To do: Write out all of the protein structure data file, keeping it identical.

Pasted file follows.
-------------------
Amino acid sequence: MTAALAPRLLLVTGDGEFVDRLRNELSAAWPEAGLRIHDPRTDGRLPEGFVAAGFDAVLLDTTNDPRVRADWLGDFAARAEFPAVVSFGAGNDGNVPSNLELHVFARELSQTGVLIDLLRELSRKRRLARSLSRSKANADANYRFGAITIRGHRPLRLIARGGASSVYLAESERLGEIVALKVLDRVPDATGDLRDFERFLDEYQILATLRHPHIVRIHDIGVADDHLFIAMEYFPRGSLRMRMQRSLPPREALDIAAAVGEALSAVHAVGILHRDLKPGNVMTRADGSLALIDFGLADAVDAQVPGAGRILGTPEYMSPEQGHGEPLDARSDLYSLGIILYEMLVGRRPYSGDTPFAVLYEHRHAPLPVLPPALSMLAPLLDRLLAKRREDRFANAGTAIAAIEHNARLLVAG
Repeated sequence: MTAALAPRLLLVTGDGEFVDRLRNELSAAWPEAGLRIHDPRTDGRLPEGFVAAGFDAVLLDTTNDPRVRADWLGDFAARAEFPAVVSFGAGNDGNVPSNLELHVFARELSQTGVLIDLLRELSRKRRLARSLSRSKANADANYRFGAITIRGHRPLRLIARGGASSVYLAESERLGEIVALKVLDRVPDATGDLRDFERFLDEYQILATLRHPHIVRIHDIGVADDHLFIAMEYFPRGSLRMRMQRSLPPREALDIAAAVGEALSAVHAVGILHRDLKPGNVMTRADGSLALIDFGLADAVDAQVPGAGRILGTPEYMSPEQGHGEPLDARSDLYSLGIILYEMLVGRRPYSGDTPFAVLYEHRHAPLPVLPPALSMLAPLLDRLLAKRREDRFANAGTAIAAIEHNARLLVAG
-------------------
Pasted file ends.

Amino acid sequence: MTAALAPRLLLVTGDGEFVDRLRNELSAAWPEAGLRIHDPRTDGRLPEGFVAAGFDAVLLDTTNDPRVRADWLGDFAARAEFPAVVSFGAGNDGNVPSNLELHVFARELSQTGVLIDLLRELSRKRRLARSLSRSKANADANYRFGAITIRGHRPLRLIARGGASSVYLAESERLGEIVALKVLDRVPDATGDLRDFERFLDEYQILATLRHPHIVRIHDIGVADDHLFIAMEYFPRGSLRMRMQRSLPPREALDIAAAVGEALSAVHAVGILHRDLKPGNVMTRADGSLALIDFGLADAVDAQVPGAGRILGTPEYMSPEQGHGEPLDARSDLYSLGIILYEMLVGRRPYSGDTPFAVLYEHRHAPLPVLPPALSMLAPLLDRLLAKRREDRFANAGTAIAAIEHNARLLVAG
Repeated sequence: MTAALAPRLLLVTGDGEFVDRLRNELSAAWPEAGLRIHDPRTDGRLPEGFVAAGFDAVLLDTTNDPRVRADWLGDFAARAEFPAVVSFGAGNDGNVPSNLELHVFARELSQTGVLIDLLRELSRKRRLARSLSRSKANADANYRFGAITIRGHRPLRLIARGGASSVYLAESERLGEIVALKVLDRVPDATGDLRDFERFLDEYQILATLRHPHIVRIHDIGVADDHLFIAMEYFPRGSLRMRMQRSLPPREALDIAAAVGEALSAVHAVGILHRDLKPGNVMTRADGSLALIDFGLADAVDAQVPGAGRILGTPEYMSPEQGHGEPLDARSDLYSLGIILYEMLVGRRPYSGDTPFAVLYEHRHAPLPVLPPALSMLAPLLDRLLAKRREDRFANAGTAIAAIEHNARLLVAG